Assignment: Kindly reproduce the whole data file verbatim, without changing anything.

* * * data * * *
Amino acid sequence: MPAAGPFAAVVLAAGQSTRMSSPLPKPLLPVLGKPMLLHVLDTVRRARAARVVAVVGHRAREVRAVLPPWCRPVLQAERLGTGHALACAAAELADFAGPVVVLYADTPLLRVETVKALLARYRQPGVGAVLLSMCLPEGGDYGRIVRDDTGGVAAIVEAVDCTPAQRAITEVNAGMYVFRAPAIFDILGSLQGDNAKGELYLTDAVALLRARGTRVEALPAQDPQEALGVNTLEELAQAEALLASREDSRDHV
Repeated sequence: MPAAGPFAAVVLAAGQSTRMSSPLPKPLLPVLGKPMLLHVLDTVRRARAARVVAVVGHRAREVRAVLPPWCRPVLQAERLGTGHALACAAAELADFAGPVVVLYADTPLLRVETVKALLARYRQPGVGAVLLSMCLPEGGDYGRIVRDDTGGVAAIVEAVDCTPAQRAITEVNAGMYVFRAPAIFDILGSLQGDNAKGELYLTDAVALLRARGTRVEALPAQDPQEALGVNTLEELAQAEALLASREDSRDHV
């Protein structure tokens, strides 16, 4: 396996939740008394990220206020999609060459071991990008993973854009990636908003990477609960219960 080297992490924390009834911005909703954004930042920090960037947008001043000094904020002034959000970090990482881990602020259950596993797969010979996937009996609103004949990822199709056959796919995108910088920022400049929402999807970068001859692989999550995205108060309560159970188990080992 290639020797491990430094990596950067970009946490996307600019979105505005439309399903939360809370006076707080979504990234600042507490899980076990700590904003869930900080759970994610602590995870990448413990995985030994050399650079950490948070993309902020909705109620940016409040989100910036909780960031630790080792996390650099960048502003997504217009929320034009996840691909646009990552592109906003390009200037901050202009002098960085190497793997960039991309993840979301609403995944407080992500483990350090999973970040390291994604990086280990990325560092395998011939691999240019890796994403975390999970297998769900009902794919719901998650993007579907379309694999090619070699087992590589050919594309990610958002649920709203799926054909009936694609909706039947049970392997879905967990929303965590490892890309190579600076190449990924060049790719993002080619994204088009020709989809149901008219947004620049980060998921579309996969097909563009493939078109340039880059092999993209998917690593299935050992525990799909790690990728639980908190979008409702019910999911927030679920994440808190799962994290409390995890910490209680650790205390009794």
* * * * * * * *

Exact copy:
Amino acid sequence: MPAAGPFAAVVLAAGQSTRMSSPLPKPLLPVLGKPMLLHVLDTVRRARAARVVAVVGHRAREVRAVLPPWCRPVLQAERLGTGHALACAAAELADFAGPVVVLYADTPLLRVETVKALLARYRQPGVGAVLLSMCLPEGGDYGRIVRDDTGGVAAIVEAVDCTPAQRAITEVNAGMYVFRAPAIFDILGSLQGDNAKGELYLTDAVALLRARGTRVEALPAQDPQEALGVNTLEELAQAEALLASREDSRDHV
Repeated sequence: MPAAGPFAAVVLAAGQSTRMSSPLPKPLLPVLGKPMLLHVLDTVRRARAARVVAVVGHRAREVRAVLPPWCRPVLQAERLGTGHALACAAAELADFAGPVVVLYADTPLLRVETVKALLARYRQPGVGAVLLSMCLPEGGDYGRIVRDDTGGVAAIVEAVDCTPAQRAITEVNAGMYVFRAPAIFDILGSLQGDNAKGELYLTDAVALLRARGTRVEALPAQDPQEALGVNTLEELAQAEALLASREDSRDHV
């Protein structure tokens, strides 16, 4: 396996939740008394990220206020999609060459071991990008993973854009990636908003990477609960219960 080297992490924390009834911005909703954004930042920090960037947008001043000094904020002034959000970090990482881990602020259950596993797969010979996937009996609103004949990822199709056959796919995108910088920022400049929402999807970068001859692989999550995205108060309560159970188990080992 290639020797491990430094990596950067970009946490996307600019979105505005439309399903939360809370006076707080979504990234600042507490899980076990700590904003869930900080759970994610602590995870990448413990995985030994050399650079950490948070993309902020909705109620940016409040989100910036909780960031630790080792996390650099960048502003997504217009929320034009996840691909646009990552592109906003390009200037901050202009002098960085190497793997960039991309993840979301609403995944407080992500483990350090999973970040390291994604990086280990990325560092395998011939691999240019890796994403975390999970297998769900009902794919719901998650993007579907379309694999090619070699087992590589050919594309990610958002649920709203799926054909009936694609909706039947049970392997879905967990929303965590490892890309190579600076190449990924060049790719993002080619994204088009020709989809149901008219947004620049980060998921579309996969097909563009493939078109340039880059092999993209998917690593299935050992525990799909790690990728639980908190979008409702019910999911927030679920994440808190799962994290409390995890910490209680650790205390009794």